New technologies are reshaping businesses, and fundamentally altering how and where their employees work. In this new landscape, offering flexible working solutions—such as telecommuting and other forms of remote access—have become critical, allowing businesses to not only operate in a more agile way, but also attract top talent.
Recent research from PowWowNow1 – a remote working technology provider – found that 35% of people would prefer flexible working opportunities over a pay raise. And over 80% say flexible working options would make a job more attractive to them.
That makes having flexible working policies a huge advantage for businesses, but they might not realize the full extent of the benefits.
From the COVID-19 crisis to the ever-present threat of terror attacks and natural disasters, it’s impossible for businesses to predict what’s around the corner. As we’ve seen with COVID-19, it’s incredibly difficult to prepare for these crises, but flexible working policies have already demonstrated their worth as a safety net.
Businesses that already have the capacity to continue operating with employees in multiple locations are more likely to weather the storm of a crisis with minimal disruption. Put simply, flexible working arrangements are a ‘dry run’ for more serious situations where working remotely isn’t an innovative benefit, but a necessity.
Of course, not every business can operate remotely, and certain sectors like hospitality and retail will always be more vulnerable in a crisis. But for the businesses that can make it work, investing in flexibility makes a lot of sense.
With the right processes and technologies in place, businesses can worry less about simply staying operational, and focus more on making sure they remain as efficient and effective as they normally would be.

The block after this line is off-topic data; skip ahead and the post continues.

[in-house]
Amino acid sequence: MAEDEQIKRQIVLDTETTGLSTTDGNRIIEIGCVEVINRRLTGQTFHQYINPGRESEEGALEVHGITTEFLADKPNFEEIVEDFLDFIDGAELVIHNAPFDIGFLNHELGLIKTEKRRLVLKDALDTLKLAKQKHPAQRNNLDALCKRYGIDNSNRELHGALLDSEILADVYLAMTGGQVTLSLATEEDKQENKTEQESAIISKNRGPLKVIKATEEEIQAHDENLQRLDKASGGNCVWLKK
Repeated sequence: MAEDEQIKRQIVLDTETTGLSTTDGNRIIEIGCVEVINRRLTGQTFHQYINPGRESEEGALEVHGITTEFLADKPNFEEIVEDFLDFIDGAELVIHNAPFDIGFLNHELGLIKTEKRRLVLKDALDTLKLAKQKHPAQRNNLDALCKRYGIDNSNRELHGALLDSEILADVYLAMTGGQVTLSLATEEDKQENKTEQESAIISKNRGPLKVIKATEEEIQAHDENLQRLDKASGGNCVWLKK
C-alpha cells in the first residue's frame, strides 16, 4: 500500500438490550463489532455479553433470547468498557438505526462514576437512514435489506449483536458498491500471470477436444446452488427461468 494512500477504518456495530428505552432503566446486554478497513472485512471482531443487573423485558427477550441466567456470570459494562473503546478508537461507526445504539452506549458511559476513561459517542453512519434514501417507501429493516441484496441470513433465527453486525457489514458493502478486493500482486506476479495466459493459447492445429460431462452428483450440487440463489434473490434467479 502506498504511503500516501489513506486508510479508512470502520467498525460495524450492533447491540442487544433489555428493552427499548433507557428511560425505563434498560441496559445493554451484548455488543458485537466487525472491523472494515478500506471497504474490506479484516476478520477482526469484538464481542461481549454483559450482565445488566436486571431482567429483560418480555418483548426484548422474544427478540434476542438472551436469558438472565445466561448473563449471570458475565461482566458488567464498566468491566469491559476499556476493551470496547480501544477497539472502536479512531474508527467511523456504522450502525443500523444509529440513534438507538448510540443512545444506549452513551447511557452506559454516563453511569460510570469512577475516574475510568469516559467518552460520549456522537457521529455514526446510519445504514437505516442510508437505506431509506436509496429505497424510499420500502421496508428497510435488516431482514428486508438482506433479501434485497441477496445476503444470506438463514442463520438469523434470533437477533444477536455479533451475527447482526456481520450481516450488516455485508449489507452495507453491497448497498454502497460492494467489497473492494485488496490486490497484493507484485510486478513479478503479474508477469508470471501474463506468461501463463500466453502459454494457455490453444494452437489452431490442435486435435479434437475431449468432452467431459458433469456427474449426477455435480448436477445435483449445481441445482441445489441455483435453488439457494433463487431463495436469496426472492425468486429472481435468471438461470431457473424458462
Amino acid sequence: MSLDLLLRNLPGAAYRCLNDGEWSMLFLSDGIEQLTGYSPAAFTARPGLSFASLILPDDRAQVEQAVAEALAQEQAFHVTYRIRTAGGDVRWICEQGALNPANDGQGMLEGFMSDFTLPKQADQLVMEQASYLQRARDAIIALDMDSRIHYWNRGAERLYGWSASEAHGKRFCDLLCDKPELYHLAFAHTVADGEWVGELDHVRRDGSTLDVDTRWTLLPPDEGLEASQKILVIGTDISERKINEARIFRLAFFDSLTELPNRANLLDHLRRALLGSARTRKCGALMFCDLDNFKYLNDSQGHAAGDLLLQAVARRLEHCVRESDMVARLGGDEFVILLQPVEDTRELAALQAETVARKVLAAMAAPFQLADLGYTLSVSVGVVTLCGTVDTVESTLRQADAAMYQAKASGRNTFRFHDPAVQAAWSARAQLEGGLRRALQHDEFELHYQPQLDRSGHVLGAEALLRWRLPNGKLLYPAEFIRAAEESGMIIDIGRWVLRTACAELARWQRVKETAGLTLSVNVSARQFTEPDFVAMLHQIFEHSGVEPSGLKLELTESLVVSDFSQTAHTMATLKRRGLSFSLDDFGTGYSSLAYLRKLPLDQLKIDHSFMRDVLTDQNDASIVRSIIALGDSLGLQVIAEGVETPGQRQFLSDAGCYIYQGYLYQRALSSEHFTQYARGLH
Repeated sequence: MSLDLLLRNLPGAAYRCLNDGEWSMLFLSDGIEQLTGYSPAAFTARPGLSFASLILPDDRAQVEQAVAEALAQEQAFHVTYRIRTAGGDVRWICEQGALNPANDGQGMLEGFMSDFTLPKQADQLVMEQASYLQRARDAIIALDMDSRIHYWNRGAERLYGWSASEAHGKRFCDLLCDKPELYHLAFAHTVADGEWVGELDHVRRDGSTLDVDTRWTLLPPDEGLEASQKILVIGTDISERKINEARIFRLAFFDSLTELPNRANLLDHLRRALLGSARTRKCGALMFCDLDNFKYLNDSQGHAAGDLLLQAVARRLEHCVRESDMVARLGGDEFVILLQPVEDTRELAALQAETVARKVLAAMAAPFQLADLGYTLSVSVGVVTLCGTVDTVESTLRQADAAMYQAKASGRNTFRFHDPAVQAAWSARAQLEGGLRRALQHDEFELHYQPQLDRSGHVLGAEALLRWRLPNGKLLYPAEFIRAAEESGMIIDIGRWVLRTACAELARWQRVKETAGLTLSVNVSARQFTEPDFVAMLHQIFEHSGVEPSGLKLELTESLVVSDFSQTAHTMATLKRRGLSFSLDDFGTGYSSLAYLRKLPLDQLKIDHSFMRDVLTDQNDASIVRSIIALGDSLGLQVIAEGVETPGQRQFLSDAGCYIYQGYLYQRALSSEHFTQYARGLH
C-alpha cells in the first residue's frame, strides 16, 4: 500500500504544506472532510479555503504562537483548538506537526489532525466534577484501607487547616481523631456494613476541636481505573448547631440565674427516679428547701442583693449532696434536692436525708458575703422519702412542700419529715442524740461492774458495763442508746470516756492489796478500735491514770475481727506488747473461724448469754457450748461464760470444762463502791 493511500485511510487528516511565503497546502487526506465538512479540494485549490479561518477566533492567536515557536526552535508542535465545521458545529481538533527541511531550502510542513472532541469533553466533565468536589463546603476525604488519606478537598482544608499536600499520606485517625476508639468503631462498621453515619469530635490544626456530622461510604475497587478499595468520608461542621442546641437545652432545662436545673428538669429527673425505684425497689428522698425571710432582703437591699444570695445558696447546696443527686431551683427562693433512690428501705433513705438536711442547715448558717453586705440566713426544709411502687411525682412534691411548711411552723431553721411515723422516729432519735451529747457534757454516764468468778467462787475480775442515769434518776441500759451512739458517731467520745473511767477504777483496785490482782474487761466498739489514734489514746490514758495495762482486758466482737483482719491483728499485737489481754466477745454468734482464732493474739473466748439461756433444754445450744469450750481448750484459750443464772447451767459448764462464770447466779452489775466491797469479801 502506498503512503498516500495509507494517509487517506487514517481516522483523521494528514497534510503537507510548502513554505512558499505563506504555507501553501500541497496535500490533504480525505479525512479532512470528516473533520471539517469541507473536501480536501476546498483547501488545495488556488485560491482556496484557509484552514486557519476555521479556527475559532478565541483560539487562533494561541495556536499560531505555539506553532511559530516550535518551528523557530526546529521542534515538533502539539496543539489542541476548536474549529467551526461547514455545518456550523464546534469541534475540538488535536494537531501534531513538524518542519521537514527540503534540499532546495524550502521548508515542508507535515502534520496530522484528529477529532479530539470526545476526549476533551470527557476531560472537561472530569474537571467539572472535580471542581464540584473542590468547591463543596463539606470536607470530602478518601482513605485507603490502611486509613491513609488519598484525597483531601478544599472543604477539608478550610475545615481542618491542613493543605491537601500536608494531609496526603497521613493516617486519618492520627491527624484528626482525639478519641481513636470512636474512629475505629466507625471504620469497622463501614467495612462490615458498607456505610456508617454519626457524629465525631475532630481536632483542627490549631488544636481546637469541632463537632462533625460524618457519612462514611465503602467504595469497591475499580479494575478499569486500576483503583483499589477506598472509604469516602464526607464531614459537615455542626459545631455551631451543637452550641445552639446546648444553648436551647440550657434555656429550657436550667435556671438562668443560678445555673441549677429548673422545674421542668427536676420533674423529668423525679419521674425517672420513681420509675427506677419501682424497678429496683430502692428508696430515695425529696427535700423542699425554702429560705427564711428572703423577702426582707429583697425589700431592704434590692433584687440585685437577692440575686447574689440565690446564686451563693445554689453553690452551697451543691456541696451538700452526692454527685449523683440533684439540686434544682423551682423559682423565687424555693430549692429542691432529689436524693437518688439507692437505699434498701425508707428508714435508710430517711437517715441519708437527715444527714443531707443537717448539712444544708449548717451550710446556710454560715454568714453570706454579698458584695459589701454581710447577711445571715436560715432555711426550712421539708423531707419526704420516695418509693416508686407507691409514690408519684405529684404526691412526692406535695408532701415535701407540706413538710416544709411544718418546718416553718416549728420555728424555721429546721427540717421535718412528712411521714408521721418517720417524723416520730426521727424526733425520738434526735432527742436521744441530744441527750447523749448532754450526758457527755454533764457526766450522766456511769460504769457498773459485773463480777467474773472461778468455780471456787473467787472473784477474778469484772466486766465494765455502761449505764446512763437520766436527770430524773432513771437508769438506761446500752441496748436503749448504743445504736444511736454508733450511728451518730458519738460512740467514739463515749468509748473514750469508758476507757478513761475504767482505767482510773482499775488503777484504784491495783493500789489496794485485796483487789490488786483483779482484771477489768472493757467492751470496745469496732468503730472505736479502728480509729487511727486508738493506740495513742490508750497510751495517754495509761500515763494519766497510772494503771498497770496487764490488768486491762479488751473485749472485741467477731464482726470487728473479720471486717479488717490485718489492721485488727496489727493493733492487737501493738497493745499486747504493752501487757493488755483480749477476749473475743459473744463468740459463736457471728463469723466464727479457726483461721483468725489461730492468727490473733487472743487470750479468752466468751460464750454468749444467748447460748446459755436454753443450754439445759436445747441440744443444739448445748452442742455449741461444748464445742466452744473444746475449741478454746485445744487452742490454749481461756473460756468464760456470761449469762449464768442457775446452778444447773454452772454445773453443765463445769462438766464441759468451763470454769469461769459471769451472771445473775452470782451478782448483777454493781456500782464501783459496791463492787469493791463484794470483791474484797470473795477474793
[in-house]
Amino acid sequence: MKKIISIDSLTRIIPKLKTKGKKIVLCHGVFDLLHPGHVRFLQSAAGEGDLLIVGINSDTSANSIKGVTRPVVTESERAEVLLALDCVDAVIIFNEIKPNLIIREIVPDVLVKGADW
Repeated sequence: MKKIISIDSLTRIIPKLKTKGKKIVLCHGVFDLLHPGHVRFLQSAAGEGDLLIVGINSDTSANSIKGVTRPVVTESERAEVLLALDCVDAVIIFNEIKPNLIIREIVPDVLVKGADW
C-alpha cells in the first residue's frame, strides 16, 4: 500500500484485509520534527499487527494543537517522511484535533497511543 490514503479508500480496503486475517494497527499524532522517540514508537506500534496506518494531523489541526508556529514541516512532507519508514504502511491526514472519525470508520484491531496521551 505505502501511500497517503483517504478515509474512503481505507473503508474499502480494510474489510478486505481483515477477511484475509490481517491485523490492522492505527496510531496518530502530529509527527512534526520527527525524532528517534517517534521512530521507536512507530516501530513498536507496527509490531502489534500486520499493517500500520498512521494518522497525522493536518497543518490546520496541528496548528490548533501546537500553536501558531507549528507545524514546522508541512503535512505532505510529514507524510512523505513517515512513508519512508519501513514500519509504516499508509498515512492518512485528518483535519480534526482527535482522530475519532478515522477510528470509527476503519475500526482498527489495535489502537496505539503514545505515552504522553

If flexibility and adaptability in the workplace come with so many potential benefits, the question becomes: how can businesses make it work?
There’s no one-size-fits-all answer, and the right flexible workplace policy for a particular business will depend on a range of factors including geographic location, reliance on technology, number of staff, and much more.
It’s worth keeping in mind that with remote work, businesses have much less control over the environments their employees are operating in. This can raise all sorts of liabilities. For example, if an employee injures themselves or somebody else in their house while they’re on the clock, who is responsible?
Therefore, some essential components to making remote work arrangement successful are: clear employee communications and training; investing in cyber security and a risk management programme; and having the right insurance.
All contents of this article are intended for general information/guidance purposes only and not intended to be an offer or solicitation of insurance products or personal advice or a recommendation to any individual or business of any product or service. This article should not be relied on for legal advice or policy coverage and cannot be viewed as a substitute to obtaining proper legal or other professional advice, or for reading the policy documents. You should read the policy documents to determine whether any of the insurance product(s) discussed are right for you or your business, noting different limits, exclusions, terms and conditions apply in each country or territory, and not all cover is available in all countries or territories.
1PowWowNow, Flexible Working in 2019, powwownow.co.uk/smarter-working/flexible-working-in-2019/